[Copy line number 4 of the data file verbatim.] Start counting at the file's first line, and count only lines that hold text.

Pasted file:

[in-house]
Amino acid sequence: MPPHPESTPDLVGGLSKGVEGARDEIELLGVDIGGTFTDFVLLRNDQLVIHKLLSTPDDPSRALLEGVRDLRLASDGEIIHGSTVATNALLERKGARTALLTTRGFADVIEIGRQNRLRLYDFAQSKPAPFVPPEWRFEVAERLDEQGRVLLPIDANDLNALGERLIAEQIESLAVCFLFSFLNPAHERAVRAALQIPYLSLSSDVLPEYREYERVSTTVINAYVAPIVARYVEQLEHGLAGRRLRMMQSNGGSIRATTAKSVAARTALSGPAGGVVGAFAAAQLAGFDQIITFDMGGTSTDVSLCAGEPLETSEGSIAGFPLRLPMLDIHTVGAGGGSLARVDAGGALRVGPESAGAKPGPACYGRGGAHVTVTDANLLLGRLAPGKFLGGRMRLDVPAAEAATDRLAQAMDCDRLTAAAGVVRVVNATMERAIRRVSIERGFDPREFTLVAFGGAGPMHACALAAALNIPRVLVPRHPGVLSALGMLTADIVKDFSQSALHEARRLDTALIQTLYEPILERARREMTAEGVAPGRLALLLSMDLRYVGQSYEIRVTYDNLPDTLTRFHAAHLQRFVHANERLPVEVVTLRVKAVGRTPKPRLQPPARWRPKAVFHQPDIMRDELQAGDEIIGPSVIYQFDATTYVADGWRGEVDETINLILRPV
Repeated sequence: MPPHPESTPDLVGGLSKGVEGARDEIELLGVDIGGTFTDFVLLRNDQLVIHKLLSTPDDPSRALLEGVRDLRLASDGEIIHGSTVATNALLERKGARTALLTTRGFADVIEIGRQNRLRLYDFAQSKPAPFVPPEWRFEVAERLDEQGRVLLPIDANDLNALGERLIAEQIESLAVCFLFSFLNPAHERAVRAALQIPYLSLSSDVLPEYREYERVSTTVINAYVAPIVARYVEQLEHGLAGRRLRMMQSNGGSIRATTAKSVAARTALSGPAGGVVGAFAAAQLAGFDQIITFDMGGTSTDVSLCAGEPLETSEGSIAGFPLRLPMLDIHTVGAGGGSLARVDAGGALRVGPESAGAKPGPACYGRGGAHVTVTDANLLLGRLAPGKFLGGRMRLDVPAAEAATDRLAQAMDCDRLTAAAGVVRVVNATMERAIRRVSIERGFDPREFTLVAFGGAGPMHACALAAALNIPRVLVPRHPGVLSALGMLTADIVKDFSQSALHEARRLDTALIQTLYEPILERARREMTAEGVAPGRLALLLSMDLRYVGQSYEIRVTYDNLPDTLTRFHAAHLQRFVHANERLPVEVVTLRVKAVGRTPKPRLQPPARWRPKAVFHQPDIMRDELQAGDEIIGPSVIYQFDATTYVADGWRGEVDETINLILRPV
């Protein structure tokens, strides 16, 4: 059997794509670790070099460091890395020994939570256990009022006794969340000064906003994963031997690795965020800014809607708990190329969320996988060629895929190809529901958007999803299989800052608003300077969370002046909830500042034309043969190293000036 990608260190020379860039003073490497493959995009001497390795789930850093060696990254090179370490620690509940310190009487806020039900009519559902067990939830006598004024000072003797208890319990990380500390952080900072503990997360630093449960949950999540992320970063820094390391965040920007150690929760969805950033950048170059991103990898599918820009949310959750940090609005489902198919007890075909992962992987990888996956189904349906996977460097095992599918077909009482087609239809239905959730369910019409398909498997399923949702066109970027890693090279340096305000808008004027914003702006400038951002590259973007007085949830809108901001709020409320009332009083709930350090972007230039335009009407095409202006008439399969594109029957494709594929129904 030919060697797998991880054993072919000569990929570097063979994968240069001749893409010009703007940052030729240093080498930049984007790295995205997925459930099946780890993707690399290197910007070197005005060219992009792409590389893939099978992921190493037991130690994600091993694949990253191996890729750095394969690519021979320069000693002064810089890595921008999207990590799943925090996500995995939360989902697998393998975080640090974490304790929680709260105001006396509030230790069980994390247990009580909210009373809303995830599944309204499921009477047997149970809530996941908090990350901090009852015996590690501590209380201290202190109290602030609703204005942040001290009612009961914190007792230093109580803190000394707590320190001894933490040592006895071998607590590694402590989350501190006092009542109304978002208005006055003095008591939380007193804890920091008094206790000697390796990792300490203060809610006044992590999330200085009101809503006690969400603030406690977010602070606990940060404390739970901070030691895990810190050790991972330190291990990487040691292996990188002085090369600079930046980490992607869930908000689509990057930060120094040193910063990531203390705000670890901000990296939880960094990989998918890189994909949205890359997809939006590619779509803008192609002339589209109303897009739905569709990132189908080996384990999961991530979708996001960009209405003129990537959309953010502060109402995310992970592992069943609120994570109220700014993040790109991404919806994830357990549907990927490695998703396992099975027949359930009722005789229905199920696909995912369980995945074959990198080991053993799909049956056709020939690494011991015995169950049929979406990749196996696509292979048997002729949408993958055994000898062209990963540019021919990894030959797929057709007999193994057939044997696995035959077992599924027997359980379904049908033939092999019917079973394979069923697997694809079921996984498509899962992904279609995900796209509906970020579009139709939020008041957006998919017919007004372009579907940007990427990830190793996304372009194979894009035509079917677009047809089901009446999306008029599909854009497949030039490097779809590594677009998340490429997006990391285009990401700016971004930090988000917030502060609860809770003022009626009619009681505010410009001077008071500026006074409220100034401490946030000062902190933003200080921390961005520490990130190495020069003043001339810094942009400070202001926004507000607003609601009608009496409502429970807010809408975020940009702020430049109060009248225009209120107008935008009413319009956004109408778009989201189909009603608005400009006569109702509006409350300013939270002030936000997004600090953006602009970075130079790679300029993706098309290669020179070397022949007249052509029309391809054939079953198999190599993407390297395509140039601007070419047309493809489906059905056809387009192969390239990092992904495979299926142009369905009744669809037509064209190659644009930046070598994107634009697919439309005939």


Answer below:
């Protein structure tokens, strides 16, 4: 059997794509670790070099460091890395020994939570256990009022006794969340000064906003994963031997690795965020800014809607708990190329969320996988060629895929190809529901958007999803299989800052608003300077969370002046909830500042034309043969190293000036 990608260190020379860039003073490497493959995009001497390795789930850093060696990254090179370490620690509940310190009487806020039900009519559902067990939830006598004024000072003797208890319990990380500390952080900072503990997360630093449960949950999540992320970063820094390391965040920007150690929760969805950033950048170059991103990898599918820009949310959750940090609005489902198919007890075909992962992987990888996956189904349906996977460097095992599918077909009482087609239809239905959730369910019409398909498997399923949702066109970027890693090279340096305000808008004027914003702006400038951002590259973007007085949830809108901001709020409320009332009083709930350090972007230039335009009407095409202006008439399969594109029957494709594929129904 030919060697797998991880054993072919000569990929570097063979994968240069001749893409010009703007940052030729240093080498930049984007790295995205997925459930099946780890993707690399290197910007070197005005060219992009792409590389893939099978992921190493037991130690994600091993694949990253191996890729750095394969690519021979320069000693002064810089890595921008999207990590799943925090996500995995939360989902697998393998975080640090974490304790929680709260105001006396509030230790069980994390247990009580909210009373809303995830599944309204499921009477047997149970809530996941908090990350901090009852015996590690501590209380201290202190109290602030609703204005942040001290009612009961914190007792230093109580803190000394707590320190001894933490040592006895071998607590590694402590989350501190006092009542109304978002208005006055003095008591939380007193804890920091008094206790000697390796990792300490203060809610006044992590999330200085009101809503006690969400603030406690977010602070606990940060404390739970901070030691895990810190050790991972330190291990990487040691292996990188002085090369600079930046980490992607869930908000689509990057930060120094040193910063990531203390705000670890901000990296939880960094990989998918890189994909949205890359997809939006590619779509803008192609002339589209109303897009739905569709990132189908080996384990999961991530979708996001960009209405003129990537959309953010502060109402995310992970592992069943609120994570109220700014993040790109991404919806994830357990549907990927490695998703396992099975027949359930009722005789229905199920696909995912369980995945074959990198080991053993799909049956056709020939690494011991015995169950049929979406990749196996696509292979048997002729949408993958055994000898062209990963540019021919990894030959797929057709007999193994057939044997696995035959077992599924027997359980379904049908033939092999019917079973394979069923697997694809079921996984498509899962992904279609995900796209509906970020579009139709939020008041957006998919017919007004372009579907940007990427990830190793996304372009194979894009035509079917677009047809089901009446999306008029599909854009497949030039490097779809590594677009998340490429997006990391285009990401700016971004930090988000917030502060609860809770003022009626009619009681505010410009001077008071500026006074409220100034401490946030000062902190933003200080921390961005520490990130190495020069003043001339810094942009400070202001926004507000607003609601009608009496409502429970807010809408975020940009702020430049109060009248225009209120107008935008009413319009956004109408778009989201189909009603608005400009006569109702509006409350300013939270002030936000997004600090953006602009970075130079790679300029993706098309290669020179070397022949007249052509029309391809054939079953198999190599993407390297395509140039601007070419047309493809489906059905056809387009192969390239990092992904495979299926142009369905009744669809037509064209190659644009930046070598994107634009697919439309005939």